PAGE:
I have been divorced for over 10 years and have been taking care of my six children alone without child support.   I did not look for a step-father for my kids and I did not look for a paycheck.   I never once calculated that if I met someone and brought them in the house… how much I would save on babysitters, rent and food… no, I decided to go to University after a year of being divorced. Part of the reason was to work toward a career to be able to support my kids better and the other reason was that the government (Canada/Quebec) gave money to women in my situation for going to school.
    I didn’t date anyone for the first six years and it was only after moving to Israel (with all of my kids) that I began to try to date
    I made ALL of the common mistakes and some not-so-common and after dating and/or talking to a lot of different types of men… I found that it is NOT about money, looks or even personality.
    It is about us.   We need to understand ourselves… be happy with ourselves… learn to be by ourselves and only when we know and understand what we expect from ourselves in this world and what our values and goals are,   can we begin to look for a romantic partner
    We must get out of our heads the notion that we can “find ourselves” with someone else.   If we need another human to “complete” us… than we are not ready… and yes, sometimes it takes a long time but if we don’t put in the work… we will also be lazy in our relationships
    What I found that was most important to me was… morals, ethics, and motivation.   If we have no motivation to be better… do better in life than it’s probably ok that our partner won’t have either… and that would not be considered compromising or settling.   If we disrespect lovers and people in general… than we can expect to attract like-minded partners. But I worked on myself and decided over those six years that what mattered most was if the man had morals and most of all if he had a passion about something in his life… whether he had motivation to grow and change
    We must be honest with ourselves.   That is the ONLY thing that matters when looking for a life partner.   All these calculations won’t help… all the egos won’t help…   we have to understand our flaws and then to be able to see and either accept or not accept other people’s flaws
    Know what you want… and go and get it but be humble and kind while you’re looking and every date that doesn’t turn out to be “the one” should be looked at as a learning experience and an often “funny” one at that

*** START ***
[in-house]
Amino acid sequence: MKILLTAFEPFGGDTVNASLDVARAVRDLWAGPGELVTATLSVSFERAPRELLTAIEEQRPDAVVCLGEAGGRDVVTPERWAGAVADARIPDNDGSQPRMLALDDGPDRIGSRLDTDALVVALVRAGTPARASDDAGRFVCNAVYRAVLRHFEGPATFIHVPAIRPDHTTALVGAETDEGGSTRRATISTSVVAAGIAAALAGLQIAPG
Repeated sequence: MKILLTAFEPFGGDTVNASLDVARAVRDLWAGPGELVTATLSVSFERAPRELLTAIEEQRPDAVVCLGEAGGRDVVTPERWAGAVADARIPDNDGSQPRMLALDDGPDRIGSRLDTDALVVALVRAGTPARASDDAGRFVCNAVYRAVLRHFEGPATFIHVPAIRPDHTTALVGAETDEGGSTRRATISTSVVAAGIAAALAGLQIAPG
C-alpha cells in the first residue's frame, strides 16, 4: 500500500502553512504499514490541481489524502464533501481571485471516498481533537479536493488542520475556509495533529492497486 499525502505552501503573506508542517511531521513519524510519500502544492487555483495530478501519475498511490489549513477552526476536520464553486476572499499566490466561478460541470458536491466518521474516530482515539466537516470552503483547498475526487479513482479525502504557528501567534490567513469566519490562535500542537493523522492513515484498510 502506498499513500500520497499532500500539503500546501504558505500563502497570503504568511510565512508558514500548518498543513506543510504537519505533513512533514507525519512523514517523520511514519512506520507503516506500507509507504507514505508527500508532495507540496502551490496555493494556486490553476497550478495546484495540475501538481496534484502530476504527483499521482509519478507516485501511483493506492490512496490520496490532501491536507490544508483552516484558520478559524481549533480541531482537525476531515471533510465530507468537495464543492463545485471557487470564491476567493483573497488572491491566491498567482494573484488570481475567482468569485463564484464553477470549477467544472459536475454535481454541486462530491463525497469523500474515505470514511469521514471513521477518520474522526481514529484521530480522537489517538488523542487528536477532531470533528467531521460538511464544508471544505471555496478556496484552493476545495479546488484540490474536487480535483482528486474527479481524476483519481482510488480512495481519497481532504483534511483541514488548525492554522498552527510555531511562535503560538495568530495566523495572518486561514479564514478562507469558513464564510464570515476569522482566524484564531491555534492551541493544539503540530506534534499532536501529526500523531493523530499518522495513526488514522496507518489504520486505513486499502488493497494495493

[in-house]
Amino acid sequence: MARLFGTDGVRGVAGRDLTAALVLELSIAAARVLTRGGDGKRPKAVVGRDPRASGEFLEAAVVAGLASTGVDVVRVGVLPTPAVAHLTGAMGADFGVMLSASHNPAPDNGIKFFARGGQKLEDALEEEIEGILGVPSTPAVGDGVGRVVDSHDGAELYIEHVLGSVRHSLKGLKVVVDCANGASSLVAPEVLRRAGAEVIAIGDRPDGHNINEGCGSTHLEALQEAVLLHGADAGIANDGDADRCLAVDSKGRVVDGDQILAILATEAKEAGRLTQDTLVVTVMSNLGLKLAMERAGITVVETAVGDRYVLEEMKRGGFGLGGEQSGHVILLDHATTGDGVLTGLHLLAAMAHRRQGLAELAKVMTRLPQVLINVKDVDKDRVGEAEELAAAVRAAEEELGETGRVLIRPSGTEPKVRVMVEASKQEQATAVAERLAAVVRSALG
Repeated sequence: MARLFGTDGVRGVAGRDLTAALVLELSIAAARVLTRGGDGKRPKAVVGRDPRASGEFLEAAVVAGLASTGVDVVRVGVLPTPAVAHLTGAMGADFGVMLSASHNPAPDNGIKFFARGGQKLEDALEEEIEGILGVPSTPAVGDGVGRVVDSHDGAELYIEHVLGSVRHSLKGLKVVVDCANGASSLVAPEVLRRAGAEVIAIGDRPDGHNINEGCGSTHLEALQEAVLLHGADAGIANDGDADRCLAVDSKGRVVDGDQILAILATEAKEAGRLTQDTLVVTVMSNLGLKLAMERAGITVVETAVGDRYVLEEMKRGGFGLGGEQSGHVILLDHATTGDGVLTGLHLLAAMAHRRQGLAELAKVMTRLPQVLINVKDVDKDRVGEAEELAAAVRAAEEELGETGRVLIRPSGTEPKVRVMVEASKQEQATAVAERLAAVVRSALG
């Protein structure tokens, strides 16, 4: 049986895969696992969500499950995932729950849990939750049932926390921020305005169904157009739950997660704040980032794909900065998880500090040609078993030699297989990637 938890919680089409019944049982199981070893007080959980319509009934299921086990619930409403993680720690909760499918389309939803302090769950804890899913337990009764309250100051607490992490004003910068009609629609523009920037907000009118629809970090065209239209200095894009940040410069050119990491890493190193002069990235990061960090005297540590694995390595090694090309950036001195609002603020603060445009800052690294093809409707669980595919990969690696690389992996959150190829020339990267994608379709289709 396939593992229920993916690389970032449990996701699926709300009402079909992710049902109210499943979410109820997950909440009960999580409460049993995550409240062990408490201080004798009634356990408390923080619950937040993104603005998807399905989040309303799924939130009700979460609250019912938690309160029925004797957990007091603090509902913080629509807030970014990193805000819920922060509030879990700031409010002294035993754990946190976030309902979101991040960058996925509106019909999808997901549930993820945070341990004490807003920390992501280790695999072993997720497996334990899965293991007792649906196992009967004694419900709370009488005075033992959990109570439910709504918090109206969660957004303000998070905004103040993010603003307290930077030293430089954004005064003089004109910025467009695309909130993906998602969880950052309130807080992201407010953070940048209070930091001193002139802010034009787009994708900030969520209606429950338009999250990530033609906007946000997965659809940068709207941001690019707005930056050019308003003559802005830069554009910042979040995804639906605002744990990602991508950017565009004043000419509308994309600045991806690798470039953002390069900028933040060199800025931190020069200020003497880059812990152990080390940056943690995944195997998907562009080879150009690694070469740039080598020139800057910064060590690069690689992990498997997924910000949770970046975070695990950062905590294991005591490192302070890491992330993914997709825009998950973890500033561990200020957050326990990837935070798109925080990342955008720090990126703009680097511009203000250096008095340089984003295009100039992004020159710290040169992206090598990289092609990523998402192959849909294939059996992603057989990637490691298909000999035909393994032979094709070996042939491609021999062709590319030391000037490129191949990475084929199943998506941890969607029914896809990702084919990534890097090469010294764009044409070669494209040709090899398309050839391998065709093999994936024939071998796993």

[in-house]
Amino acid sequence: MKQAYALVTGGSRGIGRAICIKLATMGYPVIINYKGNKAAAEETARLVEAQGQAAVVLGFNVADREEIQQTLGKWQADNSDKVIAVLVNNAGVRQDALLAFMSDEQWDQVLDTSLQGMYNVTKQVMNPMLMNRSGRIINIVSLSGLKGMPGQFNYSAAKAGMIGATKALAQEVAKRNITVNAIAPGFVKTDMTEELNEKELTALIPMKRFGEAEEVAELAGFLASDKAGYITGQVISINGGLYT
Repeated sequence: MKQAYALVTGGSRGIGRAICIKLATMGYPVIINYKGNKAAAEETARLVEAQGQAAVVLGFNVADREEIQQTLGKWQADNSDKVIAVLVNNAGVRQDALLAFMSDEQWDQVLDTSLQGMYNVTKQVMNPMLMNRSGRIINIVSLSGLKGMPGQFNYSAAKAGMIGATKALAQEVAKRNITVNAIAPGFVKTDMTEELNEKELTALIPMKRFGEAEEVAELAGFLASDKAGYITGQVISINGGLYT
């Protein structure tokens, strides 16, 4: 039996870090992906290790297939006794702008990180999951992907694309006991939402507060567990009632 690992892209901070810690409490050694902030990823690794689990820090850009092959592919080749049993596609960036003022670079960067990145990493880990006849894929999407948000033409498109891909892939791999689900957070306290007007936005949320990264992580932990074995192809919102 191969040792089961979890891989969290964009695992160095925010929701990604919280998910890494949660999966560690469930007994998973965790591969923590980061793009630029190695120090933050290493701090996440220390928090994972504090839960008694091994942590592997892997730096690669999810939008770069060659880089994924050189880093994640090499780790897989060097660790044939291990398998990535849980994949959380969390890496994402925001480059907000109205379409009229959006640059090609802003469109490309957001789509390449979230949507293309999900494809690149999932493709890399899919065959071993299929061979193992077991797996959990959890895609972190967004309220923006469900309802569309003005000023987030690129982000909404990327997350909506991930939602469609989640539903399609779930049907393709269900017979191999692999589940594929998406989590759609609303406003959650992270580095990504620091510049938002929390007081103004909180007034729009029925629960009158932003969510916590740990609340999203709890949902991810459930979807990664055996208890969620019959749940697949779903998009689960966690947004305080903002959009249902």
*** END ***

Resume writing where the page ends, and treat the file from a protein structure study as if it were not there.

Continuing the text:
Naomi Adler

  18. 178

    Great article Evan!
    I couldn’t agree with you more about the difference between settling and compromising. Something we teach on our courses over at GetTheGuy.co.uk is that women should never settle for a guy that isn’t the man of their dreams.

  19. 179

    nice post… as a fella just arrived at 40 i am finding it a jungle out there… i cant remember it ever being that way! i have been snooping the internet and it is nice to finally see some decent debate about modern relationships/issues.
    for me i am a fan of older women precisely because they are easy – not in a sleazy way though there are plenty of those! no, because they are truly adult and they are simply nicer people to deal with. i was a late bloomer in relationships and i guess i have missed the whole wife and kids thing. these last few years i have tried to do that but as your comments/stories indicate i have had no luck.
    i have met a truckload of single attractive women in that 30-40 age group and many of them i am still scratching my head as to what i was thinking in becoming involved with them. i totally believe that it is a modern phenom that it is women who are running the game now, and they way they are playing it is gonna leave alot of them quite lonely in there middle years…
    anyway i am heading back out to the promised land of the older woman, seems a bit more normal out thataways!
    good luck to you all!

  20. 180
    Karl R

    gus said: (#180)
    “I totally believe that it is a modern phenom that it is women who are running the game now”

    I have no idea what you mean. Either I choose to ask a woman out, or I don’t; if I ask, then she chooses to accept or decline the invitation. Or a woman chooses to ask me out, or not; if she asks, I choose to accept or decline the invitation.

    How is either sex “running the game” more than the other? Everyone has equal veto power in relationships. If you  believe someone has more control over your  dating life  than you, you’re  overlooking the control you do have.